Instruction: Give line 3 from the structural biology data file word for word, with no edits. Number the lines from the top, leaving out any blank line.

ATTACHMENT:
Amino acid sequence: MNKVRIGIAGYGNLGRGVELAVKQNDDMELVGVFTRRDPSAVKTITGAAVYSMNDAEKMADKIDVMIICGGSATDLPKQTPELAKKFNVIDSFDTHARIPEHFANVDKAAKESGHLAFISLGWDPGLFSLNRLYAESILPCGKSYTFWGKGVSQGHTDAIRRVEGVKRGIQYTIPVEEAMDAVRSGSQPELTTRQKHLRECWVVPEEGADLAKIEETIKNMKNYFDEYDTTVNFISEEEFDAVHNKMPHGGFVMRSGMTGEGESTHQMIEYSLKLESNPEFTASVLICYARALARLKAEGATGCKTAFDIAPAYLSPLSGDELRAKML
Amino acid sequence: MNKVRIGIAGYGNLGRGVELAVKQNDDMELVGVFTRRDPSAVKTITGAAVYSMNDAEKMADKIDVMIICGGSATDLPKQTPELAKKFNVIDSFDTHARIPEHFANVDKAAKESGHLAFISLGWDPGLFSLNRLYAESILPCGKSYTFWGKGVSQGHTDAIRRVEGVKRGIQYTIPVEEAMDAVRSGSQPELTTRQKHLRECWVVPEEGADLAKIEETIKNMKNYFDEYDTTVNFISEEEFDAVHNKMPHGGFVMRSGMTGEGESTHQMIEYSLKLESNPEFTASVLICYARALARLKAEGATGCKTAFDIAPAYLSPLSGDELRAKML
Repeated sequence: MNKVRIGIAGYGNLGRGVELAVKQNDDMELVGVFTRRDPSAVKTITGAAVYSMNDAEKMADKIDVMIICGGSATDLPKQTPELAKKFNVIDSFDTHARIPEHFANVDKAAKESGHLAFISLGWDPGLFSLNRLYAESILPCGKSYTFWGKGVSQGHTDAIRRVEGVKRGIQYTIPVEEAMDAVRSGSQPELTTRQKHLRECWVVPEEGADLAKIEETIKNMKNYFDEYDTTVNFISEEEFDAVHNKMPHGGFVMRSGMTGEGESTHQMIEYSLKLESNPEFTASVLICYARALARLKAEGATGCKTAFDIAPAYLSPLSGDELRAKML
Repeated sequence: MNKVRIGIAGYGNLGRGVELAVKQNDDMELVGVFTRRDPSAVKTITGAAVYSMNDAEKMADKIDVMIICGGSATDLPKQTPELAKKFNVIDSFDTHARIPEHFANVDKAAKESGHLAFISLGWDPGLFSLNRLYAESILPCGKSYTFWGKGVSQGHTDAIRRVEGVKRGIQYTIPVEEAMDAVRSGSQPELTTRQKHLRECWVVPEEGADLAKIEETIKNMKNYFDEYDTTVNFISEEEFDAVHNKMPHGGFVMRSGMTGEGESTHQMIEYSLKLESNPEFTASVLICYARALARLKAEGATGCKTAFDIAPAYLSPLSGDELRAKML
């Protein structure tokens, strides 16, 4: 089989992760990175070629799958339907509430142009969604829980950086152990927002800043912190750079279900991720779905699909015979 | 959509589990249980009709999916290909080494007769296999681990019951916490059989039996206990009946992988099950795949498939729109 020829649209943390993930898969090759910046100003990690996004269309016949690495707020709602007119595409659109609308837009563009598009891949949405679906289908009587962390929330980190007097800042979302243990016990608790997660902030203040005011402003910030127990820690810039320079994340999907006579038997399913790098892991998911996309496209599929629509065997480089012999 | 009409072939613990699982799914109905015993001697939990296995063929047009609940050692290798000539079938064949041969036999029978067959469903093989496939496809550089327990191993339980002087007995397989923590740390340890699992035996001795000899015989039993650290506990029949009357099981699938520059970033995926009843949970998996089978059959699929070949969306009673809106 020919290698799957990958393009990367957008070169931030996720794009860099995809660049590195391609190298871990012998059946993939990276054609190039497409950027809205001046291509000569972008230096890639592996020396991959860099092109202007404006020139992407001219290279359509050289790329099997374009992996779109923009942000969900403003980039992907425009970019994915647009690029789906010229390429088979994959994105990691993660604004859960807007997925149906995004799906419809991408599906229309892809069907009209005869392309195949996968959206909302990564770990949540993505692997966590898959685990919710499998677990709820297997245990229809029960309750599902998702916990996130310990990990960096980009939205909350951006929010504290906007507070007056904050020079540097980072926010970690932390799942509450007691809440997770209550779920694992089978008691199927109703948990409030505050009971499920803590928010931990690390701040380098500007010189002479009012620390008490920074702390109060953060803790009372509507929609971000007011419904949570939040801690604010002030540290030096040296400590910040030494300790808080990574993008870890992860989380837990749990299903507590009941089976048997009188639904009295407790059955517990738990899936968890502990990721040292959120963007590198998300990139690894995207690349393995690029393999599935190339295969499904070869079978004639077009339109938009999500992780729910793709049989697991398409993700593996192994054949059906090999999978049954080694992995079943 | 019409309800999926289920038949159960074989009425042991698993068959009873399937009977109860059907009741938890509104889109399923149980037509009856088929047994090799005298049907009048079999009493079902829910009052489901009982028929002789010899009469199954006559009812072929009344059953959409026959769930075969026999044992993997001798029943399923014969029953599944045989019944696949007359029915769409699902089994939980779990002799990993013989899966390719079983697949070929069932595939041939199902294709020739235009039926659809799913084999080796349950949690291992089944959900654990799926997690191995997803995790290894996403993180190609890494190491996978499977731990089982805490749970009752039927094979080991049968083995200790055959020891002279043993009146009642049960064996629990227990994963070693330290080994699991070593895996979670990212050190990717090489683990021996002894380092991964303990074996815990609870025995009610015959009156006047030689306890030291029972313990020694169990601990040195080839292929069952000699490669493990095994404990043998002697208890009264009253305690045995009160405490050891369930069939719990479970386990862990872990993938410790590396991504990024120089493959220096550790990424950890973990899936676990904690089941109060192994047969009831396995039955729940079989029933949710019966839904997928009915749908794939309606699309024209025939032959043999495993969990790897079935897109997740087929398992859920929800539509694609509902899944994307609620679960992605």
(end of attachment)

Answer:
Repeated sequence: MNKVRIGIAGYGNLGRGVELAVKQNDDMELVGVFTRRDPSAVKTITGAAVYSMNDAEKMADKIDVMIICGGSATDLPKQTPELAKKFNVIDSFDTHARIPEHFANVDKAAKESGHLAFISLGWDPGLFSLNRLYAESILPCGKSYTFWGKGVSQGHTDAIRRVEGVKRGIQYTIPVEEAMDAVRSGSQPELTTRQKHLRECWVVPEEGADLAKIEETIKNMKNYFDEYDTTVNFISEEEFDAVHNKMPHGGFVMRSGMTGEGESTHQMIEYSLKLESNPEFTASVLICYARALARLKAEGATGCKTAFDIAPAYLSPLSGDELRAKML